Pros: "Pardon My Dust" and "Here Come Those Eyes"
Cons: Not nearly as fun and thoughtful as his old stuff
The Bottom Line:
A couple good tracks
But most are just average
Chris can do better
My Heart is Beating for the Old Chris Rice
When Chris Rice debuted on the Christian music scene a decade ago, he was like a breath of fresh air. His combination of pop and folk was unheard of in Christian circles at the time. And his lyrics were wonderful. At times happy go lucky and at times challenging, they always made you think while smiling.
After four successful releases on Rocketown Records, Chris decided to split off with long time producer Monroe Jones to start the eb+flo label. With that came a change in style and focus. Amusing, the first release under the new label, had a jazzier and rockier feel and a focus almost exclusively on love songs. This new release retains the new style and focus. And since I didn't care that much for the last one, I don't care that much for What a Heart Is Beating For either.
Now before I go on, I do feel the need to explain something. I don't expect a Christian artist to mention God in every song. I enjoy the occasional love song just as much as anyone else. And metaphors are wonderful. But I prefer to listen to music that is focused on God and Christian life. And since I am single, love songs don't do much for me. Frankly, I wonder where all these love songs are coming from since Chris is still single himself.
The first track actually got my hopes up for the disc. "So Much for My Sad Song" is another in the line of happy go lucky tracks from Chris. It's a soft bouncy number that starts out quietly with keyboard and drums. Chris sings about his intention to write a sad song but how the day was just too nice to stay sad for long so he decides to write a love song instead. It's the kind of song that is guaranteed to bring a smile to your face.
Ironically, my favorite song on the disc is one of the love songs. (I know, I know. I'm a walking contradiction.) "Here Come Those Eyes" is a jazzy little number that celebrates physical attraction. It's a fun number that gets my feet tapping every time I hear it. I would have sworn there was a saxophone in the song the first time through, but on careful listening, it is just the keyboard.
"You Don't Have to Yell" grabbed me the first time through as well. Guitar leads off this track that quietly makes the point that people will listen to you whether or not you are yelling. It's especially pointed at biased news and talking head political commentators. Considering the news shows I won't watch because I hate yelling matches, you can bet I loved this song.
Another highlight is "Pardon My Dust." Almost bluesy with the guitar and heavy drums, I love the reminder that everyone is a work in progress. The call for patience is powerful and the instrumental bridge is beautiful.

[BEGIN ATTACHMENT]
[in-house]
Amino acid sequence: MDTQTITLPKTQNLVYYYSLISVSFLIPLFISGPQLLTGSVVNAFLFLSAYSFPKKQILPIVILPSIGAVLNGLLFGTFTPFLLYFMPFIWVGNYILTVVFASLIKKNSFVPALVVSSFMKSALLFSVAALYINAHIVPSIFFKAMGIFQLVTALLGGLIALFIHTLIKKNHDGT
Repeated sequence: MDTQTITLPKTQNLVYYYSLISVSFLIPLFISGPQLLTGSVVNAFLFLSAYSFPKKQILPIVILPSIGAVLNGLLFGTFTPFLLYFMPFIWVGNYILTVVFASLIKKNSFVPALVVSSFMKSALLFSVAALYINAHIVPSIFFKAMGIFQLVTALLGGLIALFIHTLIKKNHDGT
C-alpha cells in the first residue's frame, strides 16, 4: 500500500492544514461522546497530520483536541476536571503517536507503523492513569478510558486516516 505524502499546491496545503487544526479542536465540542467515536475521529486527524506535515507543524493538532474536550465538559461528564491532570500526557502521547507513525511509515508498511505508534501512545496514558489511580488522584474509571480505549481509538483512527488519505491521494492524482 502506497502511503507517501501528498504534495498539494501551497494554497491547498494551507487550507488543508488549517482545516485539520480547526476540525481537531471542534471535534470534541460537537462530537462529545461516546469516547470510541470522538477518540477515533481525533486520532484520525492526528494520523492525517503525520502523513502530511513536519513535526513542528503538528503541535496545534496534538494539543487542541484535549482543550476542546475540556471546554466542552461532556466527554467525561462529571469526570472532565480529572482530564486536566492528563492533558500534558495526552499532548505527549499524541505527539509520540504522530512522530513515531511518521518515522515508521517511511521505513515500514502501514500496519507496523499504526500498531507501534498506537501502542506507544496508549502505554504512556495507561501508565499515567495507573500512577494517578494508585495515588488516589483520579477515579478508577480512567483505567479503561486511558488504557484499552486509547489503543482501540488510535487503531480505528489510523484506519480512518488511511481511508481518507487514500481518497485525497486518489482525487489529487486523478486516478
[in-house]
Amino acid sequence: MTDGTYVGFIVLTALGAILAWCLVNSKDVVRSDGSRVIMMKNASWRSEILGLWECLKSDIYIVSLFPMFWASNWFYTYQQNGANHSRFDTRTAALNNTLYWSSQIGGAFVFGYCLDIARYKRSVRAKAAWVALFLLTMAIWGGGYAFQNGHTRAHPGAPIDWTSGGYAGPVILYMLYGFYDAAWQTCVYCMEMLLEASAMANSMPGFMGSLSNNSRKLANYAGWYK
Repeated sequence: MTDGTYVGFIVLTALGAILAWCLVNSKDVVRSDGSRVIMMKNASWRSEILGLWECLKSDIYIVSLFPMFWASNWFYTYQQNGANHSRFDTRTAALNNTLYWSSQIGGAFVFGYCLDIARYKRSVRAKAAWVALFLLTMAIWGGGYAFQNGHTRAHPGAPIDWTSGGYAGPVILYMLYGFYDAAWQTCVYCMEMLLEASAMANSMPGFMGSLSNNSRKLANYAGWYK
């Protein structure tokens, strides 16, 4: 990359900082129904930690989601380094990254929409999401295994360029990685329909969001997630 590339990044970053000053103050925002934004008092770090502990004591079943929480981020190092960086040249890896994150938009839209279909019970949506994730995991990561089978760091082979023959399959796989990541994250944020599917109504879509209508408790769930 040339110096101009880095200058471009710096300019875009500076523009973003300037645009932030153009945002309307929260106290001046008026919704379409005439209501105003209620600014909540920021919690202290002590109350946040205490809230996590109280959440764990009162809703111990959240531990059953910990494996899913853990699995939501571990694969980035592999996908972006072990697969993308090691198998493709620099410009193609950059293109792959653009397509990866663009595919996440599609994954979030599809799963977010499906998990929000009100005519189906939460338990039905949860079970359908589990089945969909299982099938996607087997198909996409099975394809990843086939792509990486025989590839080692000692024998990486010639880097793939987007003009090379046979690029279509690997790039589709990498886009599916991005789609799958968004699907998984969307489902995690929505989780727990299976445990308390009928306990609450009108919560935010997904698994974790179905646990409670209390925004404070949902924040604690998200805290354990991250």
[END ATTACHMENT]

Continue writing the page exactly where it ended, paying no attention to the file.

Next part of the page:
"Kids Again" is a fun number that harkens back to his folk/pop style, albeit with a jazz flair. It's a fun call to have the innocent fun of childhood again. And "Baby Take Your Bow" closes things out on a serious note. This ballad is a moving tribute to someone who has died.
As well as these songs work, the rest of the CD doesn't. His most overtly Christian songs fall flat for me. "Sneakin' into Heaven" approaches soft rock with its catchy hooks. Yet it truly makes no sense until you hit the bridge. It turns out the song is about the fact we can never earn our way into Heaven. But with all the talk about sneakin' it really makes me uncomfortable.
In the past, Chris has done some great ballad like hymns. His attempt here is "Tell Me the Story Again." It's beautiful with the piano background. But it loses my interest after the first verse. This retelling of the Gospels just isn't that interesting.
"Let the Words Escape" is inspired by Elizabeth Barrett Browning. Yet this song about the struggle to say "I love you" could use some of her poetic wording.
And finally, please tell me why we need "Lemonade." It's an okay song, not really good or bad. But it was on his last release. And this isn't some new arrangement. It sounds identical to the way it did on Amusing. With twelve original tracks, we hardly need it here.
This is one of those discs where I truly enjoy some of the songs, but I really dislike the rest of them. It's slightly better then Amusing, but not by much. If you liked that disc, you'll like this one. But if you didn't care for it, you'll want to steer clear of What a Heart Is Beating For.
CD Length: 47:08
1. So Much for My Sad Song
2. What a Heart is Beating For
3. Pardon My Dust
4. Love is Gonna Break Through
5. You Don't Have to Yell
6. Punch Lines and Ironies
8. Here Come Those Eyes
9. Let the Words Escape
10. Sneakin' into Heaven
11. Tell Me the Story Again
12. Kids Again
13. Baby Take a Bow